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Thursday, June 19, 2014

Ind. Decisions - News reports of yesterday's two disciplinary opinions

Updating this ILB post from yesterday, "Muncie attorney Michael J. "Mick" Alexander's law license suspended 60 days" is the Muncie Star-Press headline this morning to a story reported by Douglas Walker. One of the incidents occurred during a 2003 trial, the other:

... alleged Alexander violated professional standards in 2005 when he hired ex-lawyer Bruce McLaren — who had surrendered his law license in 2003 after being indicted by a federal grand jury — to work on his office staff.

“I thought (McLaren) could legally do (research work),” Alexander said at the February hearing. “He was really good at it... I did not hide this in any way. * * *

In listing mitigating factors, Chief Justice Dickson wrote that Alexander “took corrective steps” regarding McLaren’s employment, and “has expressed regret and embarrassment regarding his misconduct.”

A “substantial fact in aggravation,” the chief justice wrote, was Alexander’s disciplinary history, consisting of public reprimands from the Supreme Court in 1987 and 2002, and a private reprimand in 1996.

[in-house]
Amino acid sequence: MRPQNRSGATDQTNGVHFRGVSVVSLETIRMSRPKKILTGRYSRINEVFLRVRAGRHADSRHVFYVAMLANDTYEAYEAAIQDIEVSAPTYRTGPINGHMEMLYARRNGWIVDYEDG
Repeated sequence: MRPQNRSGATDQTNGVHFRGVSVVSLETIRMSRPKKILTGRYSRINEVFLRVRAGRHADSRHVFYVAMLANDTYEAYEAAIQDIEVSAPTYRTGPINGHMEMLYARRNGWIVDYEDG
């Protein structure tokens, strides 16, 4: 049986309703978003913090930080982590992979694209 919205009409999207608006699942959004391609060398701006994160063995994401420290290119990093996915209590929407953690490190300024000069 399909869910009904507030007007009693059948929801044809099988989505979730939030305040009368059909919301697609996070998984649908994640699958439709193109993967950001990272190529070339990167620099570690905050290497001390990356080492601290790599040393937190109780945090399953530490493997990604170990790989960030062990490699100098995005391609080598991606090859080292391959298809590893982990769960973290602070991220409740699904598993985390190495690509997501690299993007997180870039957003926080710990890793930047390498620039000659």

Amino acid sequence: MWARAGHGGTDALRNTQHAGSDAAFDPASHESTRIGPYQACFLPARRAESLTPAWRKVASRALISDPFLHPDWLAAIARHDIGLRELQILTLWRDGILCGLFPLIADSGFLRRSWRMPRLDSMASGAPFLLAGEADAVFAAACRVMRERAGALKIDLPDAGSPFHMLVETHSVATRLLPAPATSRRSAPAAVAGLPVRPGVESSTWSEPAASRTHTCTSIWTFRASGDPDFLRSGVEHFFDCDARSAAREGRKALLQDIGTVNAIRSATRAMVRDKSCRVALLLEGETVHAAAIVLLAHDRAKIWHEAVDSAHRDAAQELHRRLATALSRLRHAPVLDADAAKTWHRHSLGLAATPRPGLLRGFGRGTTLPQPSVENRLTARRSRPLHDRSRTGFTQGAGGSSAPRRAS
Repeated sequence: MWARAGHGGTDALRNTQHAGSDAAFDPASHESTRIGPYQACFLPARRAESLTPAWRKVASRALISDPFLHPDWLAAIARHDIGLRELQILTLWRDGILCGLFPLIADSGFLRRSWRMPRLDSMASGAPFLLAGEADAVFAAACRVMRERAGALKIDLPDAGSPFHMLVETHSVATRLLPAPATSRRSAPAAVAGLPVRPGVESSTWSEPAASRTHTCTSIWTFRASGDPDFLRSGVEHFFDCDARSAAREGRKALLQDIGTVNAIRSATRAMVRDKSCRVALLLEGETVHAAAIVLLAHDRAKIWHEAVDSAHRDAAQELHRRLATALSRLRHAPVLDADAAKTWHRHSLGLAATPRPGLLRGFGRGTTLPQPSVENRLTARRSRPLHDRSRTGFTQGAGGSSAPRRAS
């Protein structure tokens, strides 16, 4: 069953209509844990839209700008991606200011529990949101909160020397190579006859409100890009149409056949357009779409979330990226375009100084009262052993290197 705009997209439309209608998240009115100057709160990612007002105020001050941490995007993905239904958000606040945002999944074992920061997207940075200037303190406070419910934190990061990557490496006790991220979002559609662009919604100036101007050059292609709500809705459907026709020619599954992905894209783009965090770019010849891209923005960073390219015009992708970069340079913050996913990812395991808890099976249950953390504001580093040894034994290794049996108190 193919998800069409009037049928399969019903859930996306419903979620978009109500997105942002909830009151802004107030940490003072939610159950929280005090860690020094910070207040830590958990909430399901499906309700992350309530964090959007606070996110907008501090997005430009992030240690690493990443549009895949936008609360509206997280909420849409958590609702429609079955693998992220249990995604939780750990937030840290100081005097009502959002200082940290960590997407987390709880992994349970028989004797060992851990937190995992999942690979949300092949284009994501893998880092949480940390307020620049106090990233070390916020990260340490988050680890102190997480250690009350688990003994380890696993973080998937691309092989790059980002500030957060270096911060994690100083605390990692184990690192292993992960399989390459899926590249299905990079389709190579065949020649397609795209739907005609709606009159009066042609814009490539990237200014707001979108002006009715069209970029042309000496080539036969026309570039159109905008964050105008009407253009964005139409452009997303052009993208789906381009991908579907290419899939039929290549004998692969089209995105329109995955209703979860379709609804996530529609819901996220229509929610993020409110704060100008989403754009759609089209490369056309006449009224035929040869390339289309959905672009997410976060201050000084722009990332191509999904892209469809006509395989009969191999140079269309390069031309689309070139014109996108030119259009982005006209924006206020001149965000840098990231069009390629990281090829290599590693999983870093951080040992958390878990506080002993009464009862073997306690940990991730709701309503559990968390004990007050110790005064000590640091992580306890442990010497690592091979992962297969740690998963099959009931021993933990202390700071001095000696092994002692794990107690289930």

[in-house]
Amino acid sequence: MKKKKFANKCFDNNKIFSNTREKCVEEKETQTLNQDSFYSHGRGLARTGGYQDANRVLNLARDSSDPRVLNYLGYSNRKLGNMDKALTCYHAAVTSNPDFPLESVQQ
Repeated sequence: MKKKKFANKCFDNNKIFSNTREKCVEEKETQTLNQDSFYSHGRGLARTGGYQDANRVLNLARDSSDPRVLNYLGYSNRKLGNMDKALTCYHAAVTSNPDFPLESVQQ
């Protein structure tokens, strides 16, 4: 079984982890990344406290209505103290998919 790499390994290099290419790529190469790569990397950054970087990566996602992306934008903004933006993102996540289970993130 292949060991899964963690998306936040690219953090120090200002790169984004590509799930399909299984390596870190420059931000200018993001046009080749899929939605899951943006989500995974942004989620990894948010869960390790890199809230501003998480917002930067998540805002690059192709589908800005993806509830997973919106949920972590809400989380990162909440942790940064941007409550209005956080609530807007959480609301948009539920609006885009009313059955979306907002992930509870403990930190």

"Indianapolis attorney suspended 30 days for judge comments" is the headline to Tim Evans' Indianapolis Star story today on the Paul Ogden disciplinary order. (See ILB posts here and here.) The story begins:
The Indiana Supreme Court has suspended Indianapolis attorney and outspoken political blogger Paul Ogden for 30 days for violating rules of professional conduct when he criticized a Hendricks County judge.

The decision, dated June 16 and posted on the court's website Wednesday, was a victory of sorts for Ogden, whose law license will be automatically reinstated at the end of his suspension.

The Supreme Court Disciplinary Commission had requested a one-year suspension, without automatic reinstatement, which can be a death knell for attorneys.

The Supreme Court also found the disciplinary commission had failed to prove four other allegations of misconduct by Ogden, who has written critically about the commission and its executive secretary on his blog, Ogden on Politics.

"I won on 80 percent of it, so I'm 80 percent happy," Ogden said Wednesday. "I really appreciate the work the Supreme Court did in keeping an open mind."

Posted by Marcia Oddi on June 19, 2014 10:27 AM
Posted to Ind. Sup.Ct. Decisions